UK quarantine: Eurostar cuts services by 80%
Train company Eurostar has been severely affected by the UK-France quarantine, the majority-French owned firm has said, with fewer than 20% of usual London-Europe services running and “almost no passengers”.
Eurostar runs high-speed train services between London, Paris, Brussels and Amsterdam, via the Channel Tunnel.
Since the “surprise” quarantine imposed by the UK on arrivals from France on August 15, its traffic has been “almost paralysed”, with services reduced to less than 20% of usual traffic, and a noticeable reduction in passengers.
Eurostar is 55% owned by French train company SNCF, but headquartered in London.
The company confirmed that it had been forced to restructure its debt in response to the crisis, and had been unable to ask for financial support from the British government due to the majority of its shareholders not being based in the UK.
Because of this, the company was obliged to ask for help from banks, which have supported the company on the condition of a “reasonable” business plan predicted for 2021, a source told newspaper Le Monde.
A source said: “The discussions have finished and the risk of going into liquidation is behind us.”
Yet, the company expects to post no profit, or even a loss, this year - profits were around €100 million in 2019.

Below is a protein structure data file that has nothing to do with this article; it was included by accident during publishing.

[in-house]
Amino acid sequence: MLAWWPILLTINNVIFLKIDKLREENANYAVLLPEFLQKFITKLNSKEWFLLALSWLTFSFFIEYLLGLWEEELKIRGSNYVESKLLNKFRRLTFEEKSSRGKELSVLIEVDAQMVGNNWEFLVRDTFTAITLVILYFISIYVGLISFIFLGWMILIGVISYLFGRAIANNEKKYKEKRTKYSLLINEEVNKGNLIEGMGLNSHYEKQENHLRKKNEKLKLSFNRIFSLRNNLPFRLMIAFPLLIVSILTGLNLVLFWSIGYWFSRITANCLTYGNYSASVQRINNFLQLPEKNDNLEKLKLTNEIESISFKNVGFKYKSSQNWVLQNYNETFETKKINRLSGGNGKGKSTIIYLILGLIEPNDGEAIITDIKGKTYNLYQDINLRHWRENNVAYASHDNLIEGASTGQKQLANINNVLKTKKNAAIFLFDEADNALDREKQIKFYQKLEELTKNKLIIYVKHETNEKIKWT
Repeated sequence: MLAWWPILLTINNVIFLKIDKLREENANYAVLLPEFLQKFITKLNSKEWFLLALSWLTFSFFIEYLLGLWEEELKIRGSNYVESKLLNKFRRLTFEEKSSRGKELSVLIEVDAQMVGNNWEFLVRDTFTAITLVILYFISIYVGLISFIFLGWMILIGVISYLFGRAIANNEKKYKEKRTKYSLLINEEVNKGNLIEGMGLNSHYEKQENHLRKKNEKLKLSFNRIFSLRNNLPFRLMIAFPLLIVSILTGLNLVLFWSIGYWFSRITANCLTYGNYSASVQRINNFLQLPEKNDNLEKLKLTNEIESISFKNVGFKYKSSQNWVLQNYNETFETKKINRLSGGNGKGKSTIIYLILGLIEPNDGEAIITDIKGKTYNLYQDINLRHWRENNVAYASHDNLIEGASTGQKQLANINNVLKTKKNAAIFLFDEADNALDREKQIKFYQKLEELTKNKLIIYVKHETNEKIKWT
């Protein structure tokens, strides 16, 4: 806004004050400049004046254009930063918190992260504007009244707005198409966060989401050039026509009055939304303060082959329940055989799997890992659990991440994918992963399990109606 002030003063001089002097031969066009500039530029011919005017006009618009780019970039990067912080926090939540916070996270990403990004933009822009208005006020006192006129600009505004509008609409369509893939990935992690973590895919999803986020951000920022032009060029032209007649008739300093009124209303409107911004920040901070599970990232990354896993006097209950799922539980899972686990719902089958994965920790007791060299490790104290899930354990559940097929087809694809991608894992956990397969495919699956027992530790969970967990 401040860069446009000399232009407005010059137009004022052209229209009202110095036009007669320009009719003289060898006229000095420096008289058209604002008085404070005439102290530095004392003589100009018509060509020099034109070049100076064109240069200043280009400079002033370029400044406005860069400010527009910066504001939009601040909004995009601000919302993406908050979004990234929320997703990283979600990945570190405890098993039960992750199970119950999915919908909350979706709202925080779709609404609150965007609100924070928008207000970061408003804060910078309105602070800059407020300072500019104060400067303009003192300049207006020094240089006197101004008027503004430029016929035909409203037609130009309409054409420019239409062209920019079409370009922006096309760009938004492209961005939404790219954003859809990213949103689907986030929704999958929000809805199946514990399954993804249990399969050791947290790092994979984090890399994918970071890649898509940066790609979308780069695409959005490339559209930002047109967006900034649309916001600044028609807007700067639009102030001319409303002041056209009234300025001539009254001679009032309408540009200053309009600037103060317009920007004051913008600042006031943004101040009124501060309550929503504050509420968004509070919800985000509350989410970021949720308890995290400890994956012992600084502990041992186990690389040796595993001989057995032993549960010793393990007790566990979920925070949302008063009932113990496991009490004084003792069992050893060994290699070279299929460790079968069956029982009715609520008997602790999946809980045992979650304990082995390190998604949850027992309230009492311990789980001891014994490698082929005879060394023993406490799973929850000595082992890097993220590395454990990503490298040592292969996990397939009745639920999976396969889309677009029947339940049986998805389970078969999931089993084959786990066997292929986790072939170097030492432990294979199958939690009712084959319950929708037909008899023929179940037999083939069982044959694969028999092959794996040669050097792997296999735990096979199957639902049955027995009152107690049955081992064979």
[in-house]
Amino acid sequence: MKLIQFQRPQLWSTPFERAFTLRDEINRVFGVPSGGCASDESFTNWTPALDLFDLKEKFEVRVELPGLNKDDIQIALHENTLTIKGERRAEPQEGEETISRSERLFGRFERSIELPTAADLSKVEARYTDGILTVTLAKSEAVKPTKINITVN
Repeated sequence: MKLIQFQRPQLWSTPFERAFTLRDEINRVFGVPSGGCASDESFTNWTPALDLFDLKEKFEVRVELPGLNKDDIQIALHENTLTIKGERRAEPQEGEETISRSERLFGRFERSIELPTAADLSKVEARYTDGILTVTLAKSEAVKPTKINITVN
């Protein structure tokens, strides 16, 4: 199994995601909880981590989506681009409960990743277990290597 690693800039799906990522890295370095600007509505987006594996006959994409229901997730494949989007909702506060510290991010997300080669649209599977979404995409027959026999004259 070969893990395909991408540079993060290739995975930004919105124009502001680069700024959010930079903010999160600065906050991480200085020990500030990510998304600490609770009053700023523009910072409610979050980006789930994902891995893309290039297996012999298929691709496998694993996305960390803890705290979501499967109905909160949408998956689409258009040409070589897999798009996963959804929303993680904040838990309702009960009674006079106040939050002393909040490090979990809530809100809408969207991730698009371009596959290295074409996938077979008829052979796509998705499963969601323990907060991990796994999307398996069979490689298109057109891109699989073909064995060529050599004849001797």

‘No-one on the trains’
Philippe Mouly, director at Eurostar, said: “At the moment, we have reduced the number of trains and we are generally operating three returns a day between Paris and London, and two returns between Brussels/Amsterdam and London.”
This compares to pre-epidemic numbers, which saw around 20 Paris-London services per day, and a dozen between Brussels and Amsterdam.
One manager said: “There is no-one on the trains.”
Overall, the cross-Channel lines have been the worst affected by the Covid-19 crisis, Christophe Fanichet, CEO of SNCF Voyageurs said, and were suffering even before the new quarantine rules were imposed.
A source close to SNCF was quoted by Le Monde as saying: “During confinement, from mid-March to mid-May, traffic was almost nothing, reduced to one return journey per day.
After confinement, this gently rose to eight returns between Paris and London.”
Yet, the services were hampered further as - in contrast to domestic French TGV services - Eurostar lines were still required to keep at least half of the seats empty to help comply with social distancing rules.
The financial difficulties comes as news broke on August 21 that the director general of Eurostar, Mike Cooper, would be leaving the company to join competitor Arriva, part of German transport company Deutsche Bahn.
Eurostar has already said that Mr Cooper’s successor will be announced on September 4.
Despite the difficulties this year, Eurostar has continued to maintain that its plans to merge with Franco-Belgian SNCF service Thalys - which operates TGV services between Paris, Brussels, Amsterdam and Cologne - are still on course.
A high-profile manager told Le Monde: “It is more needed than ever. The epidemic crisis has shown exactly why it is better to not be dependent on one single connection.”